I encourage all citizens, each in his or her own way, to reexamine and rediscover its priceless and timeless message.

Reagan wrote in his article, “Abortion and the Conscience of the Nation,” The Human Life Review, 1983:

Lincoln recognized that we could not survive as a free land when some men could decide that others were not fit to be free and should be slaves…

Likewise, we cannot survive as a free nation when some men decide that others are not fit to live and should be abandoned to abortion.

At the Alfred M. Landon Lecture Series, 1982, Reagan stated:

We can’t have it both ways. We can’t expect God to protect us in a crisis and just leave Him over there on the shelf in our day-to-day living. I wonder if sometimes He isn’t waiting for us to wake up, He isn’t maybe running out of patience.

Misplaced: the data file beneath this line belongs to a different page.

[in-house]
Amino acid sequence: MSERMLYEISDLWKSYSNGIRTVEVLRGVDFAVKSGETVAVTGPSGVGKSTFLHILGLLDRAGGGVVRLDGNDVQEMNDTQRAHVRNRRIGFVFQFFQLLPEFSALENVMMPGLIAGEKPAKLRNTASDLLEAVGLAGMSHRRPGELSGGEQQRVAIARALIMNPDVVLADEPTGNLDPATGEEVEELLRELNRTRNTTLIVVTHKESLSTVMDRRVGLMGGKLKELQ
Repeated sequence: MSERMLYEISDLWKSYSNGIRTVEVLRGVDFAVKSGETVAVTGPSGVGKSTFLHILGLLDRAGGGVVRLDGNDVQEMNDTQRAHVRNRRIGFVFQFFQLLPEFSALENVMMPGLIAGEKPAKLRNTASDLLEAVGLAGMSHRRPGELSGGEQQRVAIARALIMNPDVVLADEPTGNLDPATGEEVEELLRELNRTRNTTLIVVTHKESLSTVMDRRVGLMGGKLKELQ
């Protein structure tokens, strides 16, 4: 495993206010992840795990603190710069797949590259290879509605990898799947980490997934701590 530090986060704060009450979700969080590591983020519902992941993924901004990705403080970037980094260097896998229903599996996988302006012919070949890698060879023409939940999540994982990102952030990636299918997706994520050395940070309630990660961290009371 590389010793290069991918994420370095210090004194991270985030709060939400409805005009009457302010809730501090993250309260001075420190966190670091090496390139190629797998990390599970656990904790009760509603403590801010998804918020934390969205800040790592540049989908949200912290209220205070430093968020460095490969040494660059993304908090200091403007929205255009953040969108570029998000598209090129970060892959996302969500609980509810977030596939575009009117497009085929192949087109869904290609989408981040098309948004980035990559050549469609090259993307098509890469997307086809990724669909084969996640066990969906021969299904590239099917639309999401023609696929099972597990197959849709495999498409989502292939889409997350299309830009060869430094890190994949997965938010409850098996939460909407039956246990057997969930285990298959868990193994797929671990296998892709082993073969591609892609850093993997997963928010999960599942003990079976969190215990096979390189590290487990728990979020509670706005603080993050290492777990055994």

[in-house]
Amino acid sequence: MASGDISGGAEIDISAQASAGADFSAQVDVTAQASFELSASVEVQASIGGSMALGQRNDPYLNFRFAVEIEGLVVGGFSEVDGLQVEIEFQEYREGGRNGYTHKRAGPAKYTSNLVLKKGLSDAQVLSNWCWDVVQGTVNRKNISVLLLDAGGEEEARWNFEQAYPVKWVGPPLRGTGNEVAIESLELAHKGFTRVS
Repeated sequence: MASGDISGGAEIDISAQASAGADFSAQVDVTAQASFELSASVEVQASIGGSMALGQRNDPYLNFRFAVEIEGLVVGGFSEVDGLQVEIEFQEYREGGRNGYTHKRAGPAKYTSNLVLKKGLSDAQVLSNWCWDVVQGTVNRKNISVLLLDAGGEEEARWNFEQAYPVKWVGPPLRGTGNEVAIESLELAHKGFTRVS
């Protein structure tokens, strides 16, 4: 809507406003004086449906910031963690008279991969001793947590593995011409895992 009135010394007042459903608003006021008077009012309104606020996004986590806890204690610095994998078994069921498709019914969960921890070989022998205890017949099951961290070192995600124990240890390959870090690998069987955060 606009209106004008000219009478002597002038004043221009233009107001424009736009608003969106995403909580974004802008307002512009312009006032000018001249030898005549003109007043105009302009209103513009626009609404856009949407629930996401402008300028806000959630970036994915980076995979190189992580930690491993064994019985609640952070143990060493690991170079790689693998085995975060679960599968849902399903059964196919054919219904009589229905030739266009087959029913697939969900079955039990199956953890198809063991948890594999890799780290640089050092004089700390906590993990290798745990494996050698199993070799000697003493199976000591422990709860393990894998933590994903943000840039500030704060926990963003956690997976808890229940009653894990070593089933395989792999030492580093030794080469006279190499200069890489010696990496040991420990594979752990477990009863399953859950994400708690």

At Reunion Arena in Dallas, 1984, Reagan stated:

Without God there is no virtue because there is no prompting of the conscience….without God there is a coarsening of the society; without God democracy will not and cannot long endure….

America needs God more than God needs America. If we ever forget that we are One Nation Under God, then we will be a Nation gone under.

In 1961, Reagan stated:

One of the traditional methods of imposing statism or socialism on a people has been by way of medicine. It’s very easy to disguise a medical program as a humanitarian project…

James Madison in 1788…said… ‘There are more instances of the abridgment of the freedom of the people by gradual and silent encroachment of those in power, than by violent and sudden usurpations’…